MLA Annual Meeting: CE Recap

May 13, 2013 at 2:43 pm | Posted in Continuing Education, Professional Development | Leave a comment

702: Evidence-Based Practice: Introduction to Study Design and Critical Appraisal

Instructor: Connie Schardt, MLS, AHIP, FMLA, Duke University Medical Center.
Thanks to a NAHSL Professional Development Award, I was able to attend a CE class at the recent MLA Annual Meeting.The course was broken up into 4 one-hour sections, and I will briefly describe each of these.

1. Introduction and Study Design
This section of the course introduced participants to the “EBM Cycle”, which includes:

• Assessing the situation
• Asking a clinical question, PICOTT (PICO, with the additions of Type of Question and Type of Study)
• Acquire (literature search)
• Appraise (assess validity)
• Apply

Types of questions include therapy, harm, diagnosis, prognosis and prevention. In order by methodology beginning with those with the least strength to those with the strongest, most studies fit in the following categories: case reports (and case studies), case control studies, cohort studies, randomized controlled trials (RCTs), systematic reviews, and meta-analysis. There are also a number of qualitative studies in the literature (particularly in the field of nursing), which seek to explain behavior through observation. Participants also learned the strengths and weaknesses of each kind of study and how to search for them using PubMed (filters). Small group exercises challenged the class to identify article types after reading their abstracts.

2. Therapy: Critical Appraisal
Sources of potential bias were covered during this section. Important concepts include “Concealed Allocation Selection Bias” and “Blinding Assessment Bias”. Other topics to measure validity include similarity at baseline or similar prognosis. Equal treatment of both populations is also important, as the experimental intervention should be the only thing that differs between the control and experimental populations. The acronym, “FRISBE” was introduced. This acronym stands for Follow-up, Randomization and Concealed Allocation, Intention to Treat, Similar Baseline Characteristics, Blinding and Equal Treatment.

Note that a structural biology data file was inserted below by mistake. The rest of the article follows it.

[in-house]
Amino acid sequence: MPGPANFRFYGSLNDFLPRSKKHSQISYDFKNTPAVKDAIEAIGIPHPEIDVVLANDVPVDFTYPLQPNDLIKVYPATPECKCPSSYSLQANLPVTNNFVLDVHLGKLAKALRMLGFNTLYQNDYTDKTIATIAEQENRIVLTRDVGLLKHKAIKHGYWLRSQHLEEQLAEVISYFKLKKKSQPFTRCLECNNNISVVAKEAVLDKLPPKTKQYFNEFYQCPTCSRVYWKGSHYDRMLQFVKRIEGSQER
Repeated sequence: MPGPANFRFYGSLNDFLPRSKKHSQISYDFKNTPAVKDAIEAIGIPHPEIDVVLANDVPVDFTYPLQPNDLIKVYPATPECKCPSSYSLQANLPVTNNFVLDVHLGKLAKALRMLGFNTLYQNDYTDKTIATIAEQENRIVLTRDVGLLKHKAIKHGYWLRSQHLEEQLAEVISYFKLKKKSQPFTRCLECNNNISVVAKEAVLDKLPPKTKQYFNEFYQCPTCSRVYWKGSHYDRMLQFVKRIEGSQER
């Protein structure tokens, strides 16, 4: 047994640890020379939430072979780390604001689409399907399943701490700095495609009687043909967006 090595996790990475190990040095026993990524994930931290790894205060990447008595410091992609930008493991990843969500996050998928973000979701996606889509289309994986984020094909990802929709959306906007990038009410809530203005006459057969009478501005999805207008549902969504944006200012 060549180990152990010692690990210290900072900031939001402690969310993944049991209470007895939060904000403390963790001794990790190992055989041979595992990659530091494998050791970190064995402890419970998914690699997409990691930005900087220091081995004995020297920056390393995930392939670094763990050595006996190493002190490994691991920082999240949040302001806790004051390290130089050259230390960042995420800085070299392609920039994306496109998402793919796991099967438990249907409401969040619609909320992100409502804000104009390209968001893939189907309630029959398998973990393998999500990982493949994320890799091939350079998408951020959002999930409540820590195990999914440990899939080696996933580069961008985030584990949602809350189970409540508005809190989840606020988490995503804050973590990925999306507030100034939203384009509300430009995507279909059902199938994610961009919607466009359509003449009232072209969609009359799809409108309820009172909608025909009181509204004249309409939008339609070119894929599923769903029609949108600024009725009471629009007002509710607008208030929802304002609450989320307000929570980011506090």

3. Therapy: Reviewing the Results
In this class segment, validity criteria for RCTs were explained. Participants were asked to do a bit of math to demonstrate the results of a study in absolute versus relative terms. Absolute provides the exact (numerical) difference while relative provides a proportional (percentage) difference. The class was introduced to a 2×2 table to explain absolute risk reduction and relative risk reduction. These are important distinctions, in particular when listening to news in the general media, press releases, etc., which often distort the significance of results. The concept of “number needed to treat” (the average number of interventions needed to produce a desired effect once) was introduced. Given this background, participants were asked to critically appraise a therapy article.

4. Systematic Review: Critical Appraisal
In this final section of the course, participants were introduced to meta-analysis, narrative analysis and systematic reviews and shown how they differ. The parts of a forest plot, which can be used to compare the quality of different studies, were reviewed. Participants also discussed the indicators of high-quality, thorough systematic reviews. Some of the quality indicators include clear objectives, and comprehensive and reproducible search strategies. These can also be expressed as “frame”, “find”, and “filter”. The process for building a quality systematic review was introduced, and these include specific processes for initiating, finding, synthesizing, reporting and hopefully, publication. The process could take up to a couple of years for completion. Knowledge was tested by having participants compare 3 systematic reviews for quality.

Rating: Highly recommended!

Suggested Resources (from Connie Schardt and others):
Online:

Introduction to Evidence-Based Practice(Duke University Medical Center Library and Health Sciences Library, UNC-Chapel Hill)
ACP Journal Club (Subscription)
AJN Series on Evidence-Based Practice in Nursing (Free from publisher)
Centre for Evidence-Based Medicine (University of Toronto)
Centre for Evidence-Based Medicine (University of Oxford)
Cochrane Handbook for Systematic Reviews of Interventions
Duke EBM Website – Evidence Based Practice (Libguide from Connie Schardt)
EBM Resources from Dartmouth
Evidence Based Medicine Course (SUNY Downstate)
National Guidelines Clearinghouse
TRIP (Turning Research Into Practice) Database

Others:

Guyatt, Gordon. Users’ Guide to the Medical Literature: Essentials of Evidence-Based Clinical Practice. American Medical Association. 2008.
Guyatt, Gordon. Users’ Guide to the Medical Literature: A Manual for Evidence-Based Clinical Practice. American Medical Association. 2008.
PDQ Evidence-based Principles and Practice. Anne McKibbon and Nancy Wilczynski, PMPH-USA, 2009.

I hope that you have enjoyed this overview and that you get the chance to take this excellent class!

Nathan Norris, MA, MLS, AHIP
Information Specialist
Beth Israel Deaconess Medical Center
Boston, MA 02215
p: 617-632-8311 | f: 617-632-8316

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